San Marzano Mini Plum Tomatoes
Mini Plum Tomatoes with Medium Tomato

Grown specially for the Yuppie market, these have little to recommend them except the prestigious Italian name and unusual shape. They are drier, fleshier and less flavorful than regular California Grape or Cherry Tomatoes. They are up to 1-7/8 inches long and 7/8 inch diameter at the widest part, weighing a little over 2.2 to the ounce. The photo specimens were hothouse grown in Canada and distributed by Trader Joe's at 2016 US $4.46 / pound. The photo also includes a regular medium tomato weighing 6-1/4 ounces, sold for $0.99 / pound.

Siberian Tomato
Whole and Cut Siberian Tomatoes

Seeds of this variety are reported to have been developed in Russia, and introduced to Canada in 1975, spreading from there. These tomatoes are not grown commercially, but seeds are widely available for home gardeners. They are valued for being a very early variety which can set fruit at as low as 38°F/3.3°C, and having a 50 day seedling to fruit time. They are not, however, much more frost tolerant than other tomato plants. They are a very early tomato in frost free parts of California. They are small, up to about 5 ounces and 2-1/2 inches diameter.   Photo "borrowed" from Seed Savers Exchange, which has seeds for sale.

Tomatillo   -   [Mexican Green Tomato]
Tomatillo

Not a tomato but a Physalis, see Tomatillo.

"Vine Ripened"
Greenish Tomatos, Whole and Cut "Vine Ripened" is an industry term describing tomatoes that were not dead green but rather had at least some pink blush when picked. The photo examples can be considered "best case", they are often greener. The tomatoes are then "ripened" in transportation by exposure to ethylene gas. In years past packers would just toss gasoline soaked rags into the truck to ripen the load, but in our current "over-regulated" business environment they have to use pure ethylene gas.


Tomato Products

Canned Tomatoes:  
Can of Whole Tomatoes

In some parts of North America, canned tomatoes are the only way you can get enough tomato flavor to make a decent tomato sauce. Even in better regions, or for home growers, it's needed in the off season. Canners can pick tomatoes when they are truly ripe, since they will be processed immediately - and they need to pick them fully ripe, because they compete only on flavor and price. One can looks pretty much like any other can. I have found some of the "no-name" brands can be as good as or better than the "big name" brands. Canned tomato products are usually in 14-1/2 ounce, 28 ounce and 5.5 pound cans.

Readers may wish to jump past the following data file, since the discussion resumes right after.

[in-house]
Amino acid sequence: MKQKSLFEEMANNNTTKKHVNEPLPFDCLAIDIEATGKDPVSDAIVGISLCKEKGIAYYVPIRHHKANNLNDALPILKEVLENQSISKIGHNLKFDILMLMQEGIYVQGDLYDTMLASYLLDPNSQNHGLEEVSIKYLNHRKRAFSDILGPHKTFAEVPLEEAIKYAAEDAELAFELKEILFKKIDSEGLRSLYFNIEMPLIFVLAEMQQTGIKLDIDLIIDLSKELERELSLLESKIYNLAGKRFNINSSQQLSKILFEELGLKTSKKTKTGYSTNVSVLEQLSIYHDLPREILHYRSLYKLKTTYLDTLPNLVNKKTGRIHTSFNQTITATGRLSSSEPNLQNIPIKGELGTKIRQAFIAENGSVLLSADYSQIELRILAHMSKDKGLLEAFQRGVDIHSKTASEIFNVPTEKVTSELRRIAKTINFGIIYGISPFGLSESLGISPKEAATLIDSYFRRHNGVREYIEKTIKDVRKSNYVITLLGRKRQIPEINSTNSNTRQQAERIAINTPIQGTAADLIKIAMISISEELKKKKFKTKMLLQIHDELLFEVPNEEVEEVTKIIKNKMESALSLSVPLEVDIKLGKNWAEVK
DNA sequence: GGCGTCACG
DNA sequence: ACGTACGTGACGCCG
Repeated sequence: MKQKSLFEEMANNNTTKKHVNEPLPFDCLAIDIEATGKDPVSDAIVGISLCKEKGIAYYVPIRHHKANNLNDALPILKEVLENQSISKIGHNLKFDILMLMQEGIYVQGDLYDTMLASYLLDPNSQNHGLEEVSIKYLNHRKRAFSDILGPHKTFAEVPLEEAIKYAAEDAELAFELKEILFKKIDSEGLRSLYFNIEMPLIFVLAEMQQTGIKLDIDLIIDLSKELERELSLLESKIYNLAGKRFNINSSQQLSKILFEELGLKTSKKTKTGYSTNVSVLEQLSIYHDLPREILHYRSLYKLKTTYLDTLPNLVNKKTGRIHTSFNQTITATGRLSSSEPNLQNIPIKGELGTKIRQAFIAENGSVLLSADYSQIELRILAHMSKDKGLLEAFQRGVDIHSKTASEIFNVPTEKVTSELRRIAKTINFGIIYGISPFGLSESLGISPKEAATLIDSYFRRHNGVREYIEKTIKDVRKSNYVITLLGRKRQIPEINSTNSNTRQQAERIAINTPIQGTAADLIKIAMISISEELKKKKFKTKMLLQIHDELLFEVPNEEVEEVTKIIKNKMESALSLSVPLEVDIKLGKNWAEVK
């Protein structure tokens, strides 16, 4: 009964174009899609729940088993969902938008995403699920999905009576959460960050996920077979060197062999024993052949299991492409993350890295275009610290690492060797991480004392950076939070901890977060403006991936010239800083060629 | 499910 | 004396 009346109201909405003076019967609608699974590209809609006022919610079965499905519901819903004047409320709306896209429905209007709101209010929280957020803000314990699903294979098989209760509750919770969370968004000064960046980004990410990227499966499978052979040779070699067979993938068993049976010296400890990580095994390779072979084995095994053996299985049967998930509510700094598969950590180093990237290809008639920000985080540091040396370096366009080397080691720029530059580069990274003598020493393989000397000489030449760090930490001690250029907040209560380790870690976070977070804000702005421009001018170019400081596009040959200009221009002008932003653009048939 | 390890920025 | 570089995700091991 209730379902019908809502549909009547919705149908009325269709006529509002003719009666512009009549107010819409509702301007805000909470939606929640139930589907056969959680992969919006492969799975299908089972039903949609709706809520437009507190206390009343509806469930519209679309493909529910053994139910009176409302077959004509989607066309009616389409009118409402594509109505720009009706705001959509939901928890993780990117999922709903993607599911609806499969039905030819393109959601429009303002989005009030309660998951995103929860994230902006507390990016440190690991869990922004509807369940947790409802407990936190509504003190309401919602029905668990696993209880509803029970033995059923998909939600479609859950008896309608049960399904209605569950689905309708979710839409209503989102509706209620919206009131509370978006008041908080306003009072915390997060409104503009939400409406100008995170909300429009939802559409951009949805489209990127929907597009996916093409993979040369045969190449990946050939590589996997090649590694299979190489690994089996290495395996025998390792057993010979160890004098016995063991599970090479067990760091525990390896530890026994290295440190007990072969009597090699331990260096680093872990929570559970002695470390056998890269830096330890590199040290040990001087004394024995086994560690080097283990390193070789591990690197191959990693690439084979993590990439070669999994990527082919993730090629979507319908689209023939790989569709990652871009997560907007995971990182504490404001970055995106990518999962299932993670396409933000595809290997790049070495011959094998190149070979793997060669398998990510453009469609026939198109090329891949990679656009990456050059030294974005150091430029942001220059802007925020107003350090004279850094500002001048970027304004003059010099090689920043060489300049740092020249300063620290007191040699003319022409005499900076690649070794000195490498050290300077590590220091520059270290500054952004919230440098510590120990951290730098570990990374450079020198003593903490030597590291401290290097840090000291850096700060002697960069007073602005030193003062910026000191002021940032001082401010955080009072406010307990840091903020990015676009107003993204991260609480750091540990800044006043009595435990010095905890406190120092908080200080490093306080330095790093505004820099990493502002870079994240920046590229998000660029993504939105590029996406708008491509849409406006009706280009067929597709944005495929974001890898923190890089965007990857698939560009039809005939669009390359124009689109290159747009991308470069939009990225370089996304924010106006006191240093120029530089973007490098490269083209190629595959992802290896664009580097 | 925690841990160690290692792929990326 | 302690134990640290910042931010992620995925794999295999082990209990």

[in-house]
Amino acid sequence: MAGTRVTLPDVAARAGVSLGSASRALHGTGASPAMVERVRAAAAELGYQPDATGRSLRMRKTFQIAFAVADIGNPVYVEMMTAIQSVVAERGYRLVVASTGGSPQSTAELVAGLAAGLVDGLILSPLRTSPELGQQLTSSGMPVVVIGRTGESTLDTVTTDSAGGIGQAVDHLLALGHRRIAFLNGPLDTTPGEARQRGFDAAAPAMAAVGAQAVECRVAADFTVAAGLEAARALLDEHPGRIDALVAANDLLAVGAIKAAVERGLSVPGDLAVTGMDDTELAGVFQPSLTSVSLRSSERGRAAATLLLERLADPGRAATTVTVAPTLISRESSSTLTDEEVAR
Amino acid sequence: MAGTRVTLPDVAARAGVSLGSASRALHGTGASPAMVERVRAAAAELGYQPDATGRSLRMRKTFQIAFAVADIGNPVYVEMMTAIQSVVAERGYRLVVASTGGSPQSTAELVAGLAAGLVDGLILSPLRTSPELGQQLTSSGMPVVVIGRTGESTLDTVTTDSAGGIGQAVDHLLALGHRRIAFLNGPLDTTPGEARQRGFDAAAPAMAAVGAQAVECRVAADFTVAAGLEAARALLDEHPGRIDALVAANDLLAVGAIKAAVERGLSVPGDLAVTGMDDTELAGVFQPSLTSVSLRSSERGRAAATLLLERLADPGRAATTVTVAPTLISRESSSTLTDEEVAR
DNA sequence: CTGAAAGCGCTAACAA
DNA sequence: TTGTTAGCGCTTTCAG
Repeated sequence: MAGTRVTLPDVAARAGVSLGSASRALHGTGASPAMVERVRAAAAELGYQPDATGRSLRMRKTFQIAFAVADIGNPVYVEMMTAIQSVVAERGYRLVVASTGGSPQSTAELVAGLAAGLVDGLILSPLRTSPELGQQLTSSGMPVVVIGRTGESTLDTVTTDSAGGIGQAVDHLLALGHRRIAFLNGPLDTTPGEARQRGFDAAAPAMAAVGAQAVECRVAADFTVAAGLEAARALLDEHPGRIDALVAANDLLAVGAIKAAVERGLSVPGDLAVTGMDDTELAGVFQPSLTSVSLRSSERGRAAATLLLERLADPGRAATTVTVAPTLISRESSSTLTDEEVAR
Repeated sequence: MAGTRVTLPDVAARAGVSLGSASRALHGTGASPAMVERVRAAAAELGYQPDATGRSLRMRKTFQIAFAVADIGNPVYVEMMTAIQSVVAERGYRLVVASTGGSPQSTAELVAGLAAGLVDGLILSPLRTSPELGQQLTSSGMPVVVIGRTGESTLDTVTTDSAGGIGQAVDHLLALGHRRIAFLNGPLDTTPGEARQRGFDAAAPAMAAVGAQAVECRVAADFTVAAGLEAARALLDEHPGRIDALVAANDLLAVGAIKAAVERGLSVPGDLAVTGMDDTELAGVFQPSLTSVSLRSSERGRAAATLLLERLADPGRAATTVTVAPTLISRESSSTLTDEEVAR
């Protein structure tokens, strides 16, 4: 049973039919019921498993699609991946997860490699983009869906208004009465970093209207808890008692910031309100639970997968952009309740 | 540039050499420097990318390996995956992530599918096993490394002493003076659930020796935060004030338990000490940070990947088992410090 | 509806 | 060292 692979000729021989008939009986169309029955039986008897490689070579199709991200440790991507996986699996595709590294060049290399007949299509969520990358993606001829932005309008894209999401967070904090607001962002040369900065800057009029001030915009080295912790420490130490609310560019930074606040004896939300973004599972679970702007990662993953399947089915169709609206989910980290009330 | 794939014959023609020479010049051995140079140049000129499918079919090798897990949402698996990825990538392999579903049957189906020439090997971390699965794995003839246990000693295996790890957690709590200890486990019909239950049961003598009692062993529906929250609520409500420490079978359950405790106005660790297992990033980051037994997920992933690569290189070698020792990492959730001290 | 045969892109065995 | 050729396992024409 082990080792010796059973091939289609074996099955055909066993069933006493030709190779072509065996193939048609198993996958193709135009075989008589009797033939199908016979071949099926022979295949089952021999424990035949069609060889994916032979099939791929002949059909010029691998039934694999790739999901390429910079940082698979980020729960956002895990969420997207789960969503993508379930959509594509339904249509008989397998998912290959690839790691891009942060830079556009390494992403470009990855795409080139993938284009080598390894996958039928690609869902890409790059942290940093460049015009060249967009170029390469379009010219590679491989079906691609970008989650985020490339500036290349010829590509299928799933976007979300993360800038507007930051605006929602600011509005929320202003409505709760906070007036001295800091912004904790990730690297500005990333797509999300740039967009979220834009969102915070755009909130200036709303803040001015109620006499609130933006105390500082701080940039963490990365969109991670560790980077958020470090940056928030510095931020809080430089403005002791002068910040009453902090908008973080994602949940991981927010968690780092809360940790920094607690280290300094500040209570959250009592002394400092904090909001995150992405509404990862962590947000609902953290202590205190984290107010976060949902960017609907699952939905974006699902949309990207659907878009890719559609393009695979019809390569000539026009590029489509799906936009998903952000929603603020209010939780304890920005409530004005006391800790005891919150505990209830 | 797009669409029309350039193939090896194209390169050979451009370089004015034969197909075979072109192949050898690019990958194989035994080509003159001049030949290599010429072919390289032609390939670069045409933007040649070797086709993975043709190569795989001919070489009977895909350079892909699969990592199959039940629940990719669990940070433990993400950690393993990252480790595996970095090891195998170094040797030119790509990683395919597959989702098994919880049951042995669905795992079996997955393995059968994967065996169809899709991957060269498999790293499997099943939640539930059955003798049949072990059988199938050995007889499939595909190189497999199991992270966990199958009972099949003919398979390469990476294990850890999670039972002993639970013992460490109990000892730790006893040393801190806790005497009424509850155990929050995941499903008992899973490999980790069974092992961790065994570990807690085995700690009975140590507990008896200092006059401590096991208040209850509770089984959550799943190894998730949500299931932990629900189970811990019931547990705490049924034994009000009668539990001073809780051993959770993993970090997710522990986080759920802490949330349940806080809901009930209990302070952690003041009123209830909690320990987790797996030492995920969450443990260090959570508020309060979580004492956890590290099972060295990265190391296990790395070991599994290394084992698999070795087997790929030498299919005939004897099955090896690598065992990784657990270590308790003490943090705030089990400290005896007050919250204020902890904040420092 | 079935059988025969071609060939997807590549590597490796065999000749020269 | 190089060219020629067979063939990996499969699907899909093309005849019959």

These products contain only tomatoes, salt and occasionally a basil leaf or two. For making sauces, the farther down the list from Whole Canned Tomatoes you go, the more sauce a can will make, but the flavor will be increasingly darker and it will splatter more during cooking.


  • Tomato Juice:   Basically, this is tomatoes crushed and strained, then heated for the minimum time necessary for canning. UNFORTUNATELY most canned "tomato juice" sold today is reconstituted from tomato concentrate and is highly inferior to what we could buy back in the '70s and before. Sacramento brand, for instance, was top rated, but the brand was sold to a tomato growers cooperative that switched to concentrate. This ruined the product, which soon disappeared from the market.

  • Whole Canned Tomatoes:   Whole Roma or other small ripe tomatoes, often with basil, are great for making the tastiest light tomato sauces and soups, but much of what's in the can is tomato juice. Never discard the juice as much of the flavor resides there. Use it along with the tomatoes, just let it simmer down a bit.